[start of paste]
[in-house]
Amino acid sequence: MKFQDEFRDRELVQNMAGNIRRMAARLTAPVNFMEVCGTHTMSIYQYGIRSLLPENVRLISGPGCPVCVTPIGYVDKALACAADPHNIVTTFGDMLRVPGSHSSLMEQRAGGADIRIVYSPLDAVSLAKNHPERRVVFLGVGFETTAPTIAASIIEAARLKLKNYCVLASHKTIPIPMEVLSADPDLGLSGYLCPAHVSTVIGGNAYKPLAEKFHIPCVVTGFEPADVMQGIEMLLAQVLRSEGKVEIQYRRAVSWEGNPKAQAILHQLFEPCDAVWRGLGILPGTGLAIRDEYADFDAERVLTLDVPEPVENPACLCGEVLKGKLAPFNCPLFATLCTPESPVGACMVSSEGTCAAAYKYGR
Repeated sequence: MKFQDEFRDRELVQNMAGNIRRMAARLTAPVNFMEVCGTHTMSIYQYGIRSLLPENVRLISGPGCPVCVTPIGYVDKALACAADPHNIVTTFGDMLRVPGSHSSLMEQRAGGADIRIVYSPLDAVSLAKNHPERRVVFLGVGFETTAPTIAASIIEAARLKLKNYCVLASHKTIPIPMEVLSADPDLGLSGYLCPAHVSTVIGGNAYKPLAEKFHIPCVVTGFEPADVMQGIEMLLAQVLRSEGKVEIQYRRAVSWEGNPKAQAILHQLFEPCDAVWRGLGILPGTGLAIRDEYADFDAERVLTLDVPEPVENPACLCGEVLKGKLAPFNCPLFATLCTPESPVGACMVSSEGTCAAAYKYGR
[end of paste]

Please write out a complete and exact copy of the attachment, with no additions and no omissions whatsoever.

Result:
[in-house]
Amino acid sequence: MKFQDEFRDRELVQNMAGNIRRMAARLTAPVNFMEVCGTHTMSIYQYGIRSLLPENVRLISGPGCPVCVTPIGYVDKALACAADPHNIVTTFGDMLRVPGSHSSLMEQRAGGADIRIVYSPLDAVSLAKNHPERRVVFLGVGFETTAPTIAASIIEAARLKLKNYCVLASHKTIPIPMEVLSADPDLGLSGYLCPAHVSTVIGGNAYKPLAEKFHIPCVVTGFEPADVMQGIEMLLAQVLRSEGKVEIQYRRAVSWEGNPKAQAILHQLFEPCDAVWRGLGILPGTGLAIRDEYADFDAERVLTLDVPEPVENPACLCGEVLKGKLAPFNCPLFATLCTPESPVGACMVSSEGTCAAAYKYGR
Repeated sequence: MKFQDEFRDRELVQNMAGNIRRMAARLTAPVNFMEVCGTHTMSIYQYGIRSLLPENVRLISGPGCPVCVTPIGYVDKALACAADPHNIVTTFGDMLRVPGSHSSLMEQRAGGADIRIVYSPLDAVSLAKNHPERRVVFLGVGFETTAPTIAASIIEAARLKLKNYCVLASHKTIPIPMEVLSADPDLGLSGYLCPAHVSTVIGGNAYKPLAEKFHIPCVVTGFEPADVMQGIEMLLAQVLRSEGKVEIQYRRAVSWEGNPKAQAILHQLFEPCDAVWRGLGILPGTGLAIRDEYADFDAERVLTLDVPEPVENPACLCGEVLKGKLAPFNCPLFATLCTPESPVGACMVSSEGTCAAAYKYGR